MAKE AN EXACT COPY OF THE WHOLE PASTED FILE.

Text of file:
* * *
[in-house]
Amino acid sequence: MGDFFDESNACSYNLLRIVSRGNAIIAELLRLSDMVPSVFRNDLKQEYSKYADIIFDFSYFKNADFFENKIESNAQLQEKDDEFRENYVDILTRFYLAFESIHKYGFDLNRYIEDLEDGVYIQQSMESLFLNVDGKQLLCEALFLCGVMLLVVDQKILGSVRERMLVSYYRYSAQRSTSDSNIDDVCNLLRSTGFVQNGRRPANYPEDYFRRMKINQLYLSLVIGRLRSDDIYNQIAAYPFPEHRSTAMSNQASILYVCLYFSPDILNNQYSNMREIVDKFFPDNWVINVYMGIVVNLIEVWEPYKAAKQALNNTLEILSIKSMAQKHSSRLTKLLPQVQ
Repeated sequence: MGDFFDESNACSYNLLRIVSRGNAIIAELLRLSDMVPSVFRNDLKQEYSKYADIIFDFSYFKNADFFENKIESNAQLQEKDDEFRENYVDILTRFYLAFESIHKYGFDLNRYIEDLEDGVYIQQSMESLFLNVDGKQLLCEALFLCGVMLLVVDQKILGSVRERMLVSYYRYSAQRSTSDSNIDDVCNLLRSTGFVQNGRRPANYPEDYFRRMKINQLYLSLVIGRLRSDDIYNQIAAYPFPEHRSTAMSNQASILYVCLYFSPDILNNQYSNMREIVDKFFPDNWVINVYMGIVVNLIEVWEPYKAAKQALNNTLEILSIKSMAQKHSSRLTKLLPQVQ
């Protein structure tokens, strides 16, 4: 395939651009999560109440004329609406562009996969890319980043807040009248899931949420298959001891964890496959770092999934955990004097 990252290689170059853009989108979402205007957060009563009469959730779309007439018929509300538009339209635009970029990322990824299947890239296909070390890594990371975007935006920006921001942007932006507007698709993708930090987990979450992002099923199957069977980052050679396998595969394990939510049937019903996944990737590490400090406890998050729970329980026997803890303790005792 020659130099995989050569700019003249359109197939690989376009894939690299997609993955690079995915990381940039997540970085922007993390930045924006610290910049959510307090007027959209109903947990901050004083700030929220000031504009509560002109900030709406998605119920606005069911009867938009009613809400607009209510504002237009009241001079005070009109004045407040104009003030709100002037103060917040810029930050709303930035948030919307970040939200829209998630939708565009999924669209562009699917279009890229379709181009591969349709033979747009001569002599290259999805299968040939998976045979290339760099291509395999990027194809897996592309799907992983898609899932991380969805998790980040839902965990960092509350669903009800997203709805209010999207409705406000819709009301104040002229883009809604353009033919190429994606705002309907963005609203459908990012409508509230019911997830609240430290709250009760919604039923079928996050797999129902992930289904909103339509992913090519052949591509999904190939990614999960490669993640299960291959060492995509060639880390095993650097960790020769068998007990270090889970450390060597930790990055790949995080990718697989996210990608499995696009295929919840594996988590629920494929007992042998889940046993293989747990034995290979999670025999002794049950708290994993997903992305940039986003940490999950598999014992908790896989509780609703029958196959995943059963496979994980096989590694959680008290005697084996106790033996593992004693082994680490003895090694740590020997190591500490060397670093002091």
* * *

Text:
[in-house]
Amino acid sequence: MGDFFDESNACSYNLLRIVSRGNAIIAELLRLSDMVPSVFRNDLKQEYSKYADIIFDFSYFKNADFFENKIESNAQLQEKDDEFRENYVDILTRFYLAFESIHKYGFDLNRYIEDLEDGVYIQQSMESLFLNVDGKQLLCEALFLCGVMLLVVDQKILGSVRERMLVSYYRYSAQRSTSDSNIDDVCNLLRSTGFVQNGRRPANYPEDYFRRMKINQLYLSLVIGRLRSDDIYNQIAAYPFPEHRSTAMSNQASILYVCLYFSPDILNNQYSNMREIVDKFFPDNWVINVYMGIVVNLIEVWEPYKAAKQALNNTLEILSIKSMAQKHSSRLTKLLPQVQ
Repeated sequence: MGDFFDESNACSYNLLRIVSRGNAIIAELLRLSDMVPSVFRNDLKQEYSKYADIIFDFSYFKNADFFENKIESNAQLQEKDDEFRENYVDILTRFYLAFESIHKYGFDLNRYIEDLEDGVYIQQSMESLFLNVDGKQLLCEALFLCGVMLLVVDQKILGSVRERMLVSYYRYSAQRSTSDSNIDDVCNLLRSTGFVQNGRRPANYPEDYFRRMKINQLYLSLVIGRLRSDDIYNQIAAYPFPEHRSTAMSNQASILYVCLYFSPDILNNQYSNMREIVDKFFPDNWVINVYMGIVVNLIEVWEPYKAAKQALNNTLEILSIKSMAQKHSSRLTKLLPQVQ
């Protein structure tokens, strides 16, 4: 395939651009999560109440004329609406562009996969890319980043807040009248899931949420298959001891964890496959770092999934955990004097 990252290689170059853009989108979402205007957060009563009469959730779309007439018929509300538009339209635009970029990322990824299947890239296909070390890594990371975007935006920006921001942007932006507007698709993708930090987990979450992002099923199957069977980052050679396998595969394990939510049937019903996944990737590490400090406890998050729970329980026997803890303790005792 020659130099995989050569700019003249359109197939690989376009894939690299997609993955690079995915990381940039997540970085922007993390930045924006610290910049959510307090007027959209109903947990901050004083700030929220000031504009509560002109900030709406998605119920606005069911009867938009009613809400607009209510504002237009009241001079005070009109004045407040104009003030709100002037103060917040810029930050709303930035948030919307970040939200829209998630939708565009999924669209562009699917279009890229379709181009591969349709033979747009001569002599290259999805299968040939998976045979290339760099291509395999990027194809897996592309799907992983898609899932991380969805998790980040839902965990960092509350669903009800997203709805209010999207409705406000819709009301104040002229883009809604353009033919190429994606705002309907963005609203459908990012409508509230019911997830609240430290709250009760919604039923079928996050797999129902992930289904909103339509992913090519052949591509999904190939990614999960490669993640299960291959060492995509060639880390095993650097960790020769068998007990270090889970450390060597930790990055790949995080990718697989996210990608499995696009295929919840594996988590629920494929007992042998889940046993293989747990034995290979999670025999002794049950708290994993997903992305940039986003940490999950598999014992908790896989509780609703029958196959995943059963496979994980096989590694959680008290005697084996106790033996593992004693082994680490003895090694740590020997190591500490060397670093002091």